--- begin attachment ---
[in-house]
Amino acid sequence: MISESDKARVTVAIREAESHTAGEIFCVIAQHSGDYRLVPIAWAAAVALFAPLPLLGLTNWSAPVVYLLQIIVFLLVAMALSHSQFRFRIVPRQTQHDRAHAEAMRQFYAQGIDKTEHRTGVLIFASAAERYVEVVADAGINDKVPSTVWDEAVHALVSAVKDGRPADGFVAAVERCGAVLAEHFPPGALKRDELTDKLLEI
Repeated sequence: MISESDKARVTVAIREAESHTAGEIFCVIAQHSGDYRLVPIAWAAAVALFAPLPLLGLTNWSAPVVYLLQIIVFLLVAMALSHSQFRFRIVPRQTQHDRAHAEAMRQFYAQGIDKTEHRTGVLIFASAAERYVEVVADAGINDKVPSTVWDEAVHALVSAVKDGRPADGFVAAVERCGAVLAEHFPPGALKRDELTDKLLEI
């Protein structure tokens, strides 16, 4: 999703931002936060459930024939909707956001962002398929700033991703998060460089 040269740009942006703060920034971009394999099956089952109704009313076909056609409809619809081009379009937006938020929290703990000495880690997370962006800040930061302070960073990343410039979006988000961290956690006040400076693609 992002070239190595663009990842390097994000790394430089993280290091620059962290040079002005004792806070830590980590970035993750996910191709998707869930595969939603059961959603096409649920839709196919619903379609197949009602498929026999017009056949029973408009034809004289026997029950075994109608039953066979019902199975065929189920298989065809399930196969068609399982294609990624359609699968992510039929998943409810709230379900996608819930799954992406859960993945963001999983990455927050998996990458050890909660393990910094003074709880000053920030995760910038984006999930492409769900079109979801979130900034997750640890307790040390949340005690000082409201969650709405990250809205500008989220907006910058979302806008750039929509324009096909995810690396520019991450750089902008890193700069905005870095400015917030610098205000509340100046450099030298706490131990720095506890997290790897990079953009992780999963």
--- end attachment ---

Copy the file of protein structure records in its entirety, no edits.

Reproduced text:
[in-house]
Amino acid sequence: MISESDKARVTVAIREAESHTAGEIFCVIAQHSGDYRLVPIAWAAAVALFAPLPLLGLTNWSAPVVYLLQIIVFLLVAMALSHSQFRFRIVPRQTQHDRAHAEAMRQFYAQGIDKTEHRTGVLIFASAAERYVEVVADAGINDKVPSTVWDEAVHALVSAVKDGRPADGFVAAVERCGAVLAEHFPPGALKRDELTDKLLEI
Repeated sequence: MISESDKARVTVAIREAESHTAGEIFCVIAQHSGDYRLVPIAWAAAVALFAPLPLLGLTNWSAPVVYLLQIIVFLLVAMALSHSQFRFRIVPRQTQHDRAHAEAMRQFYAQGIDKTEHRTGVLIFASAAERYVEVVADAGINDKVPSTVWDEAVHALVSAVKDGRPADGFVAAVERCGAVLAEHFPPGALKRDELTDKLLEI
């Protein structure tokens, strides 16, 4: 999703931002936060459930024939909707956001962002398929700033991703998060460089 040269740009942006703060920034971009394999099956089952109704009313076909056609409809619809081009379009937006938020929290703990000495880690997370962006800040930061302070960073990343410039979006988000961290956690006040400076693609 992002070239190595663009990842390097994000790394430089993280290091620059962290040079002005004792806070830590980590970035993750996910191709998707869930595969939603059961959603096409649920839709196919619903379609197949009602498929026999017009056949029973408009034809004289026997029950075994109608039953066979019902199975065929189920298989065809399930196969068609399982294609990624359609699968992510039929998943409810709230379900996608819930799954992406859960993945963001999983990455927050998996990458050890909660393990910094003074709880000053920030995760910038984006999930492409769900079109979801979130900034997750640890307790040390949340005690000082409201969650709405990250809205500008989220907006910058979302806008750039929509324009096909995810690396520019991450750089902008890193700069905005870095400015917030610098205000509340100046450099030298706490131990720095506890997290790897990079953009992780999963």